Is Europe on the brink of a resurgence of fascism?

In France 6.3 million people have just voted for the far-right. The number is alarming and, in the context of European history, sinister. It seems that fascism is rearing its ugly head, but this time wearing the mask of the people.

Fascism is an ideology that seeks to purify a nation of foreign influences thought to be causing its social and economic decline or of not fitting into the national culture. To achieve its goals, fascism purges ideas, people, and systems that are seen as leading to decadence and degeneration. Traditionally, fascism depends on a supreme leader who exercises a dictatorship over the party, the government and other state institutions.

Most scholars agree that a “fascist regime” is foremost an authoritarian form of government, but not all authoritarian regimes are fascist. Authoritarianism is a defining characteristic, but many will say that more distinguishing traits are needed to make an authoritarian regime fascist. True. But that was the old model.

Today’s fascism is markedly different in one important aspect: it seems to originate in and be inspired by the people. Many French people are convinced of the innate superiority of their culture and way of life; many have repressed their own history of collaboration with Nazism and the nation’s complicity in human rights abuses in parts of Africa; many have been persuaded of the inferiority of immigrants and the virulence of Islam. It is in this context that racism and fascism have flourished and only await an opportunistic leader.

In his book The Anatomy of Fascism (2004) Robert O. Paxton, professor emeritus at Columbia University, defines it as: “A form of political behavior marked by obsessive preoccupation with community decline, humiliation or victimhood and by compensatory cults of unity, energy and purity, in which a mass-based party of committed nationalist militants, working in uneasy but effective collaboration with traditional elites, abandons democratic liberties and pursues with redemptive violence and without ethical or legal restraints goals of internal cleansing and external expansion.” Are there echoes here of what is currently going on in France?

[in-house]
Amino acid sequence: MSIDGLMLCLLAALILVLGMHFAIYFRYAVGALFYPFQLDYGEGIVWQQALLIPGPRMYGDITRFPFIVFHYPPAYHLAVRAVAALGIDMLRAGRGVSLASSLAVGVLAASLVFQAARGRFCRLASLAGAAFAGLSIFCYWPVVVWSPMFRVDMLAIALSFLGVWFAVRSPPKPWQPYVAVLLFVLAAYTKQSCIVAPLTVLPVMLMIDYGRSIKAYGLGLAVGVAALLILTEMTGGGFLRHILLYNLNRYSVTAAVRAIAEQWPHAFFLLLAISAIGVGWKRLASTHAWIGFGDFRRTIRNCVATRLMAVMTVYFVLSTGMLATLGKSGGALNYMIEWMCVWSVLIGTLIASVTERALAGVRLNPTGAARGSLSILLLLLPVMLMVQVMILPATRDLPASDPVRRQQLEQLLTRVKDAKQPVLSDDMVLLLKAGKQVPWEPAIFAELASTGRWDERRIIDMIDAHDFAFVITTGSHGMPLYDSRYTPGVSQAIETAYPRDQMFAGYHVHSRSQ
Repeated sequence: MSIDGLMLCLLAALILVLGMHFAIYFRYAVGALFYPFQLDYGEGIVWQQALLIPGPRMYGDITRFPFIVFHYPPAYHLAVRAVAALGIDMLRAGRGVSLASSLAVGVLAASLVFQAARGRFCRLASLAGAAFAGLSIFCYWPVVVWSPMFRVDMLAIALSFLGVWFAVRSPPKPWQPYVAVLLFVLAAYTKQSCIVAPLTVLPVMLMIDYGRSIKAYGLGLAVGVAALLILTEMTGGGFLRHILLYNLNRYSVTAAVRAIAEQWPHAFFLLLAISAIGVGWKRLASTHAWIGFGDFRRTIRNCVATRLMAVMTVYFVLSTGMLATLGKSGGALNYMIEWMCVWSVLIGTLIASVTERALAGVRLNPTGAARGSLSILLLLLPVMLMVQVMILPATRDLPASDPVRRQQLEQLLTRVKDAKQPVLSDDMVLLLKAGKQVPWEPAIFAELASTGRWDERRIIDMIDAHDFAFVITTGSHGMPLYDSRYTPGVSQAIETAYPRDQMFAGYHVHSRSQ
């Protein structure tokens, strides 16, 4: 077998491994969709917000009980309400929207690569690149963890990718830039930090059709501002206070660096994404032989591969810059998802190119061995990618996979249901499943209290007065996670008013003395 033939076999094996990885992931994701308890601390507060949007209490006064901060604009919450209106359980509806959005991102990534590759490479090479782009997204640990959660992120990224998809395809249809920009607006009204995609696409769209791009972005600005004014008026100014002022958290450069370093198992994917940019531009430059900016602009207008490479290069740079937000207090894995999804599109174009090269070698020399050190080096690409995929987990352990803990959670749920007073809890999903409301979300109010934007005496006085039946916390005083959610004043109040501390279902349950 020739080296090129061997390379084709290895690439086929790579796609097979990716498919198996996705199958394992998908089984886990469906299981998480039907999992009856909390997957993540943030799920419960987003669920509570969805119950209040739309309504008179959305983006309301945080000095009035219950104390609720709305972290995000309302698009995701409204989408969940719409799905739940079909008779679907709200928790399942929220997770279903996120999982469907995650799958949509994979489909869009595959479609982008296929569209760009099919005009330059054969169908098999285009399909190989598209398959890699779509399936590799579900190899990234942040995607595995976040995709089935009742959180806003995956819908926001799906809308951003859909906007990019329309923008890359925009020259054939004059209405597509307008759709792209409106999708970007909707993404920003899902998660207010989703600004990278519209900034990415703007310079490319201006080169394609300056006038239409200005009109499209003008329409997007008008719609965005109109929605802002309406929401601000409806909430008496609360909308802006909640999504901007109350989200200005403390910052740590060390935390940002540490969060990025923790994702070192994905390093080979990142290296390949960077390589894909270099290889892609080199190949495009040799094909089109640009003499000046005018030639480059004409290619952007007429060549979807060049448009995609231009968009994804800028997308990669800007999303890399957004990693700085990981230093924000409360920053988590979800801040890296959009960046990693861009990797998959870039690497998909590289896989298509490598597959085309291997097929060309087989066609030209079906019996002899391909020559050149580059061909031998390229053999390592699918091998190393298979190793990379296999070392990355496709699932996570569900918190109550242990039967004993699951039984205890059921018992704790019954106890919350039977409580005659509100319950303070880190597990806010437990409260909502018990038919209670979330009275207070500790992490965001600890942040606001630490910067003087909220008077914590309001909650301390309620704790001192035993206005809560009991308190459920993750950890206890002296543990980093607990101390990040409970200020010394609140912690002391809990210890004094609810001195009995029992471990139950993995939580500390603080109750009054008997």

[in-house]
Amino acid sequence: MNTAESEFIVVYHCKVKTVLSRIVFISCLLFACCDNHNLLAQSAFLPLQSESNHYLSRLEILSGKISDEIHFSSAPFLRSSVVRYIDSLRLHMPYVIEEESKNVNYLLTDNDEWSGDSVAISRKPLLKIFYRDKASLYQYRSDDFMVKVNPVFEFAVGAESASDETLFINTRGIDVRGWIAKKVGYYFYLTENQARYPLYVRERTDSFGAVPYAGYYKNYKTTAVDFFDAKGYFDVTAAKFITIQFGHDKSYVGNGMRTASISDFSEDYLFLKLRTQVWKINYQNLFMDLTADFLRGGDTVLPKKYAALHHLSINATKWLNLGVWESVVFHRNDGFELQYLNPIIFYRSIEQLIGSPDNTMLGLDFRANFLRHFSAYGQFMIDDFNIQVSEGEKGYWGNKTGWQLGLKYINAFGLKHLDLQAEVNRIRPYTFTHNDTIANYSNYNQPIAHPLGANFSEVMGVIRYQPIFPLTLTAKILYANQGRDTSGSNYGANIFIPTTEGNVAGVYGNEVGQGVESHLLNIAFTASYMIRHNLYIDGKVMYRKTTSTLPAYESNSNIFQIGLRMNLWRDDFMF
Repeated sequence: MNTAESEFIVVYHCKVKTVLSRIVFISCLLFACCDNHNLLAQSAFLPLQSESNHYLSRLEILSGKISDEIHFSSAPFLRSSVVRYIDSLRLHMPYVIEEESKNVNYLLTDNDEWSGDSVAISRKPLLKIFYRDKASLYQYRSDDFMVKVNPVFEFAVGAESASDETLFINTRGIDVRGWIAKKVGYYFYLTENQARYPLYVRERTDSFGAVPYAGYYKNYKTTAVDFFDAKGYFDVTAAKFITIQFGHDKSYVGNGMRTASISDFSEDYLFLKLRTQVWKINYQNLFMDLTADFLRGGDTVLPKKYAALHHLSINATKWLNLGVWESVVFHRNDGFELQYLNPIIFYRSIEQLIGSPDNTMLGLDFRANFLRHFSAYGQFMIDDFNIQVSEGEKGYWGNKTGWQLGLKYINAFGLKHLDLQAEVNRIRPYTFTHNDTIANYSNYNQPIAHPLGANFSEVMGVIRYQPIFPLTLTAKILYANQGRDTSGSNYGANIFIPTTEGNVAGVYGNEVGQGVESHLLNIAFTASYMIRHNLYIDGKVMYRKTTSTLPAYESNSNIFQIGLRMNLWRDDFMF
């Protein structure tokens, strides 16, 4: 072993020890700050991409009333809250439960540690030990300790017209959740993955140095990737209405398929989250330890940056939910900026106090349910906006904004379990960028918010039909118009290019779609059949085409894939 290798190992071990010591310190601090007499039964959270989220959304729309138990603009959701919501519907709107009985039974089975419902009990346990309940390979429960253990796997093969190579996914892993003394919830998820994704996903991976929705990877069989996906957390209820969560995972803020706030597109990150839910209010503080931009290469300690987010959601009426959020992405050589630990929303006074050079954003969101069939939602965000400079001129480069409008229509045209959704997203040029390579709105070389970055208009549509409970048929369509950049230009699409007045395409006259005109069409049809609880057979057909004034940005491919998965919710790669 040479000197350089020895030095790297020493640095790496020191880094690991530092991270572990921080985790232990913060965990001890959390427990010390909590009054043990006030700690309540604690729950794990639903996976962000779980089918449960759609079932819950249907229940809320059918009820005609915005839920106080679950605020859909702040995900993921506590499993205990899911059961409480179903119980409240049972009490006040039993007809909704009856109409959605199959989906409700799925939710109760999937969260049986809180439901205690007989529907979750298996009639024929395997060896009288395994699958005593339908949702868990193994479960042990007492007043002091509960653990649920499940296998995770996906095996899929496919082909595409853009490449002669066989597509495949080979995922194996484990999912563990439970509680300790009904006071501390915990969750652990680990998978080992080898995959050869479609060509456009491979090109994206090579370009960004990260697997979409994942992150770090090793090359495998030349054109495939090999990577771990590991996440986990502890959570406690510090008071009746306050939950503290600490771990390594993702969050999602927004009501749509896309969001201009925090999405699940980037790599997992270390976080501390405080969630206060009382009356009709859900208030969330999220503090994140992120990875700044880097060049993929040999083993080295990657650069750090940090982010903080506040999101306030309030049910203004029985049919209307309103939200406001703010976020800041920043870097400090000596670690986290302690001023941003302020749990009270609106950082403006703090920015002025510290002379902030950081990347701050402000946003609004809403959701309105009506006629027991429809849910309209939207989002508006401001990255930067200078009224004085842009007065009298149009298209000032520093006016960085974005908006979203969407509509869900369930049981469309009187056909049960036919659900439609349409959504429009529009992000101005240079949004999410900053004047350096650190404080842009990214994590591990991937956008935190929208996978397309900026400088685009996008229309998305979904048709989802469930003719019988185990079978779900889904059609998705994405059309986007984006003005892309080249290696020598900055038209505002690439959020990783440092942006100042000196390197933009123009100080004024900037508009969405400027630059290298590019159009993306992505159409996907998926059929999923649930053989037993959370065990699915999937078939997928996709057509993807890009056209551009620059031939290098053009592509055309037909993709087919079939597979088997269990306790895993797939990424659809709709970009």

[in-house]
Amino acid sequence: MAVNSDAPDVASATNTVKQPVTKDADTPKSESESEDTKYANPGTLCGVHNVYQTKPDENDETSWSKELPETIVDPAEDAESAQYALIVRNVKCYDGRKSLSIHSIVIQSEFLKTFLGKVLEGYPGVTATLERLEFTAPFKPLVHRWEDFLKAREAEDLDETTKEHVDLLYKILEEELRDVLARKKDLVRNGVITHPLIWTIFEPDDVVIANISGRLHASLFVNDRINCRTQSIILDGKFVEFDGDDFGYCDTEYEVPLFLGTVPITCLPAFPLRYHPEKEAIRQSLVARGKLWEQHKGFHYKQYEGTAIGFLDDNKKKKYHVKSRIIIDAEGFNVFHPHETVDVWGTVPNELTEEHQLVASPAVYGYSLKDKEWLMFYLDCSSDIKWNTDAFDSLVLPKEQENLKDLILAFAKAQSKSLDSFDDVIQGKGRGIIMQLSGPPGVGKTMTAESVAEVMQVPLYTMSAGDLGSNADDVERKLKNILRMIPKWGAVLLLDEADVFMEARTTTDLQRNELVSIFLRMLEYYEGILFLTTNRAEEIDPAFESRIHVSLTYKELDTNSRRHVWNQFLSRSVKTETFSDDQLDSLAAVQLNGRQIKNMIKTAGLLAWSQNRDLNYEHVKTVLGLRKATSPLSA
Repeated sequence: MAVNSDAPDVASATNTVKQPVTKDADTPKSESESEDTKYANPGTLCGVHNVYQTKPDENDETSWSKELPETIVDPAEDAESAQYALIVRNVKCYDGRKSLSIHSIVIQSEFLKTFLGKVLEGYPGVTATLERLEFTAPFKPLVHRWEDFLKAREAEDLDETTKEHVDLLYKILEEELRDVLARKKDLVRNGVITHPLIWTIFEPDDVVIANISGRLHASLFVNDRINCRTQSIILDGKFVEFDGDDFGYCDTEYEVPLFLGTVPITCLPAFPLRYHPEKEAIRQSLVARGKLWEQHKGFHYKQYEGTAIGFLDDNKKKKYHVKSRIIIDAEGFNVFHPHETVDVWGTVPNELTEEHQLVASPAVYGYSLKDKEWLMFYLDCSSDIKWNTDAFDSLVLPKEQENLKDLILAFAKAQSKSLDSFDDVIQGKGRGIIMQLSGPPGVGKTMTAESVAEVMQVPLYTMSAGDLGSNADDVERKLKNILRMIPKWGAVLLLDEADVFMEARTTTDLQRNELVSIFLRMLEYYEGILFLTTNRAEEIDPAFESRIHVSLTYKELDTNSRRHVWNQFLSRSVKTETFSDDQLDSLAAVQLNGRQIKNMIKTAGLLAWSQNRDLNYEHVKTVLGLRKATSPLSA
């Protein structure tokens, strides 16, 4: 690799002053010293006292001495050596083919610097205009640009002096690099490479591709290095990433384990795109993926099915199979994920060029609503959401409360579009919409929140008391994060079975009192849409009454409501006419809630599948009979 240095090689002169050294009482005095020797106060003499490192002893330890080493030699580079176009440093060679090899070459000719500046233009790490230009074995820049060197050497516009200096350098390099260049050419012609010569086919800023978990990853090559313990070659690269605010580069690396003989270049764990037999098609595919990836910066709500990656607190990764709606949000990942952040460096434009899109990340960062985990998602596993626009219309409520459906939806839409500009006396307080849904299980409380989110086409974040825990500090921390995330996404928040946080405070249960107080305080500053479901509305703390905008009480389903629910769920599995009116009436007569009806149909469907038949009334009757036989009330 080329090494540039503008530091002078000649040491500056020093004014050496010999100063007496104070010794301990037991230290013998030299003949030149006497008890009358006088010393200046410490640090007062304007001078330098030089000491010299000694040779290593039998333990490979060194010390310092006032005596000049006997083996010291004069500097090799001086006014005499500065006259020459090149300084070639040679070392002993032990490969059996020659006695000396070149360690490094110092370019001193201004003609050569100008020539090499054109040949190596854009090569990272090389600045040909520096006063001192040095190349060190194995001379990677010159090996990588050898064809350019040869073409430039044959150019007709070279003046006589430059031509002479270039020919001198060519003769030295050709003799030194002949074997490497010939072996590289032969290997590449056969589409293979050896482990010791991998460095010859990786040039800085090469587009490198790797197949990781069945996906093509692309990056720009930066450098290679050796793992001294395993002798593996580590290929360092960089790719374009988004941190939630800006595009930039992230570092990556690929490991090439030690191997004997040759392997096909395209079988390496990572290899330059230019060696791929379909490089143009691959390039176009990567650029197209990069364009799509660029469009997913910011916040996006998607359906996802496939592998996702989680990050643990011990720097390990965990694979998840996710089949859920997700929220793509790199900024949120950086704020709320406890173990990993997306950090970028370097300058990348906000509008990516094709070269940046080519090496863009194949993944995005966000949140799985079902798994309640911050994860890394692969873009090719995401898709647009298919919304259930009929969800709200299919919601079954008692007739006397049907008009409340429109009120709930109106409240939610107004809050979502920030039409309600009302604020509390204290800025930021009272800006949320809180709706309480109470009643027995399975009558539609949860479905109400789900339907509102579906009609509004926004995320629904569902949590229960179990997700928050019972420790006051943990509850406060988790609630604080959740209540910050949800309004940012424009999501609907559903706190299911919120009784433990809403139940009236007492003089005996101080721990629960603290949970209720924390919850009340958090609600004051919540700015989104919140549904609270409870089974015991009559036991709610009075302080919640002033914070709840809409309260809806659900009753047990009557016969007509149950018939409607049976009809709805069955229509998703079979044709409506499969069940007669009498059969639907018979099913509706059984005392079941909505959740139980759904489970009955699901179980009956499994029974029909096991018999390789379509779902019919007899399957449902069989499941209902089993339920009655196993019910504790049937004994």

Immigration is a case in point. While the integration of Europe has facilitated greater freedom of movement, it has also given greater significance to the line between “integrated Europe” and the rest of the world. Abolishing Europe’s internal checkpoints meant that the border of the Schengen zone took on a greater significance. However, the frontiers of fortress Europe have long been porous, resulting in what the American sociologist Doug Massey calls “anti-immigrant times” in which political movements emerging on the extreme right provide the shrill backdrop against which Sarkozy and others try to make political headway.

But this is only the tip of the iceberg. Marine Le Pen has tried to camouflage the fascist intentions of the Front National by appearing to disavow her father’s tactics, playing with concepts such as filiation and laïcité, and proclaiming her agenda of becoming a latter-day Jeanne d’Arc, or as she puts it, “the personification of national ambition and to return to France a spirit of greatness and an awareness of its place in history” (18 June 2010). The 6.3 million people who voted for her clearly believe this rhetoric. No need to say beware the Front National, every reason to say beware the wolf in sheep’s clothing that is Marine Le Pen.

In 1941 the German playwright Bertold Brecht wrote The Resistible Rise of Arturo Ui, chronicling the rise of a fictional 1930s Chicago mobster and his attempts to control the cauliflower racket by ruthlessly disposing of the opposition. The play is a satire on the rise of Adolf Hitler in Nazi Germany. It ends with these words:

“Therefore learn how to see and not to gape.
To act instead of talking all day long.
The world was almost won by such an ape!
The nations put him where his kind belong.
But don’t rejoice too soon at your escape –
The womb he crawled from still is going strong.”

Is Europe on the brink of a resurgence of fascism? Or is it already over the edge?

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